Verizon plans to deploy 5G Home Internet in every city with mobile 5G

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Verizon Wireless home Internet is all set for expansion, but the availability of 5G is limited. According to Verizon, they will provide 5G home internet service in each market where it deploys 5G mobile service. Though Verizon’s early 5G launch is not in abundance yet it would make sure that at least people in each 5G mobile market would be able to purchase 5G fixed internet service which is alternative to cable internet.

Verizon Consumer Group CEO Ronan Dunne said in a recently held conference “You should expect that every market that opens a 5G mobility market will in due course be a 5G fixed wireless [market] because it is one network,”. Verizon last year introduced 5G Home to parts of four cities, Indianapolis, Houston, Los Angeles, and Sacramento, charging $70 a month for the service with no data caps and typical download speeds of 300Mbps.

Verizon intends to launch 5G mobile in parts of 30 cities by the end of 2019, and the company has done so in 10 of those cities so far. Those cities are Chicago, Denver, Minneapolis, St. Paul, Phoenix, Providence, Washington DC, Atlanta, Detroit, and Indianapolis. Other cities getting Verizon mobile 5G later this year include Boston, Charlotte, Cincinnati, Cleveland, Columbus, Dallas, Des Moines, Houston, Kansas City, Little Rock, Memphis, San Diego, and Salt Lake City.

After a successful test of the home service in the four remote cities, Dunne said Verizon is “ready to go mass market” with 5G Home. The full commercial launch of the home service will happen in the end of 2019.

Early 5G deployments are limited

Verizon’s early 5G launches used millimeter-wave spectrum for both mobile and home service are widespread. These high-band frequencies have difficulties in covering large distances and indoor spaces. Reviewers of early Verizon 5G mobile deployments had trouble finding mobile signals, and Verizon’s 5G Home service only covered a part of each launch city.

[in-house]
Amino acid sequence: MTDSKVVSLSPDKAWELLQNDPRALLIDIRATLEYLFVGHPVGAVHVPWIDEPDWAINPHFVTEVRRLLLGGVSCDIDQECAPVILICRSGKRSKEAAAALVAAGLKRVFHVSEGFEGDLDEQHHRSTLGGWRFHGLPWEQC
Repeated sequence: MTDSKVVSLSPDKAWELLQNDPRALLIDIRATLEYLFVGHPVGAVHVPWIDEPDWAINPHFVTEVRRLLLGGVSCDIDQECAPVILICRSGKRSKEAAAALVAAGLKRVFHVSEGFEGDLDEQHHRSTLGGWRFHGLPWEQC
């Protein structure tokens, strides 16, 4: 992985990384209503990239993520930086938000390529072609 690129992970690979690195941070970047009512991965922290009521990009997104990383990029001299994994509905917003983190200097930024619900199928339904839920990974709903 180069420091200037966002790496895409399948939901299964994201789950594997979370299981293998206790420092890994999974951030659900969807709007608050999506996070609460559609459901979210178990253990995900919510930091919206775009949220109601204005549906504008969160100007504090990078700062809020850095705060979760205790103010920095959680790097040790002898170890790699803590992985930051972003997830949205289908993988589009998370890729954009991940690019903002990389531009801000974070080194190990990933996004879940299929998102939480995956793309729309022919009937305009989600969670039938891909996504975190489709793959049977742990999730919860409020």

5G biggest speed gains come on millimeter-wave spectrum bands because there’s simply more spectrum available in those higher frequencies. But carriers have accepted that millimeter-wave coverage won’t reach beyond densely populated cities. Verizon rolled out millimeter-wave 5G to 13 NFL stadiums. However, the network isn’t good enough to cover all of the seating areas in any one of those stadiums. In some of those cities, the stadium is the only place where Verizon 5G is available at all. If your home is in range of the Verizon network, it could be a good option since it’s a fixed connection rather than a mobile one that can vary widely in speed and availability as you move about a city.

In-home antennas

Verizon’s first 5G Home launch was based on its version of 5G instead of the 5G New Radio (NR) industry standard. But at the end of this year, Verizon will launch the first of our 5G Home markets that are on the NR platform as NR equipment is now becoming readily available.

The early deployments in four cities helped Verizon to understand how they develop their go-to-market and how they reach market street-by-street. The early deployment helped Verizon determine the right “balance between indoor and outdoor antennas and the percentage of those indoor antennas that can be self-activated rather than needing to have a truck roll. Nearly 80 percent of new 5G Home deployments rely on an antenna inside a customer’s home instead of outside. According to Verizon, the next generation of chips available in the first half of 2020 will bring higher power output to the home Internet service.

Peter is a software developer with hands-on experience in analysis, designing, development, and delivery of Android apps. His key skills include knowledge of Core Java, JSON & XML Parsing. He’s also a foodie. So, either you’ll find him at his desk busy in building interesting mobile apps or at a restaurant relishing some new cuisine. You can reach out to him at peterbrown_official@gmail.com

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